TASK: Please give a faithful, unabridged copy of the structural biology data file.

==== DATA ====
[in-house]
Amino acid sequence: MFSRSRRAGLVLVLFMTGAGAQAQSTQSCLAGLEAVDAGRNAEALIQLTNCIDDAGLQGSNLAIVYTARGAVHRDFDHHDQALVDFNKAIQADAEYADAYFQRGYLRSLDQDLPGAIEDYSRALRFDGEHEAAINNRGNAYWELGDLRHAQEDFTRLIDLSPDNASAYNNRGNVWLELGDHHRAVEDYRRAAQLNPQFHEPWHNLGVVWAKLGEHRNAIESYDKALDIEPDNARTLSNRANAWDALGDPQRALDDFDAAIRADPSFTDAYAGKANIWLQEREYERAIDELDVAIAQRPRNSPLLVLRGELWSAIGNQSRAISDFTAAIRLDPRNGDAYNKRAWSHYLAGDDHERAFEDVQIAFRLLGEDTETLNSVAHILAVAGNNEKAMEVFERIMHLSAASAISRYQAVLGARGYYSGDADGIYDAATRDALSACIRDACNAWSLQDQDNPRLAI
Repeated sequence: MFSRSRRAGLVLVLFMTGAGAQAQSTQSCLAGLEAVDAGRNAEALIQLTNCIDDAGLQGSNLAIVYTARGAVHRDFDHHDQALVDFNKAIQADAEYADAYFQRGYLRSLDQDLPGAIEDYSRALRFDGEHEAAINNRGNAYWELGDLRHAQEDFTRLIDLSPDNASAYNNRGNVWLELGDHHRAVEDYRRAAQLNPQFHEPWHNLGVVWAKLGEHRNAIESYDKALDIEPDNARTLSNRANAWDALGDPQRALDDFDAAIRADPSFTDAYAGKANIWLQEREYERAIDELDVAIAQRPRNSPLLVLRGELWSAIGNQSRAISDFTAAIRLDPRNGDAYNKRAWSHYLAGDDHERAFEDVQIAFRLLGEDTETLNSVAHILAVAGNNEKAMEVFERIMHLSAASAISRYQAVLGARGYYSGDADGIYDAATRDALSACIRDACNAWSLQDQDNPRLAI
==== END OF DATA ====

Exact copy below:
[in-house]
Amino acid sequence: MFSRSRRAGLVLVLFMTGAGAQAQSTQSCLAGLEAVDAGRNAEALIQLTNCIDDAGLQGSNLAIVYTARGAVHRDFDHHDQALVDFNKAIQADAEYADAYFQRGYLRSLDQDLPGAIEDYSRALRFDGEHEAAINNRGNAYWELGDLRHAQEDFTRLIDLSPDNASAYNNRGNVWLELGDHHRAVEDYRRAAQLNPQFHEPWHNLGVVWAKLGEHRNAIESYDKALDIEPDNARTLSNRANAWDALGDPQRALDDFDAAIRADPSFTDAYAGKANIWLQEREYERAIDELDVAIAQRPRNSPLLVLRGELWSAIGNQSRAISDFTAAIRLDPRNGDAYNKRAWSHYLAGDDHERAFEDVQIAFRLLGEDTETLNSVAHILAVAGNNEKAMEVFERIMHLSAASAISRYQAVLGARGYYSGDADGIYDAATRDALSACIRDACNAWSLQDQDNPRLAI
Repeated sequence: MFSRSRRAGLVLVLFMTGAGAQAQSTQSCLAGLEAVDAGRNAEALIQLTNCIDDAGLQGSNLAIVYTARGAVHRDFDHHDQALVDFNKAIQADAEYADAYFQRGYLRSLDQDLPGAIEDYSRALRFDGEHEAAINNRGNAYWELGDLRHAQEDFTRLIDLSPDNASAYNNRGNVWLELGDHHRAVEDYRRAAQLNPQFHEPWHNLGVVWAKLGEHRNAIESYDKALDIEPDNARTLSNRANAWDALGDPQRALDDFDAAIRADPSFTDAYAGKANIWLQEREYERAIDELDVAIAQRPRNSPLLVLRGELWSAIGNQSRAISDFTAAIRLDPRNGDAYNKRAWSHYLAGDDHERAFEDVQIAFRLLGEDTETLNSVAHILAVAGNNEKAMEVFERIMHLSAASAISRYQAVLGARGYYSGDADGIYDAATRDALSACIRDACNAWSLQDQDNPRLAI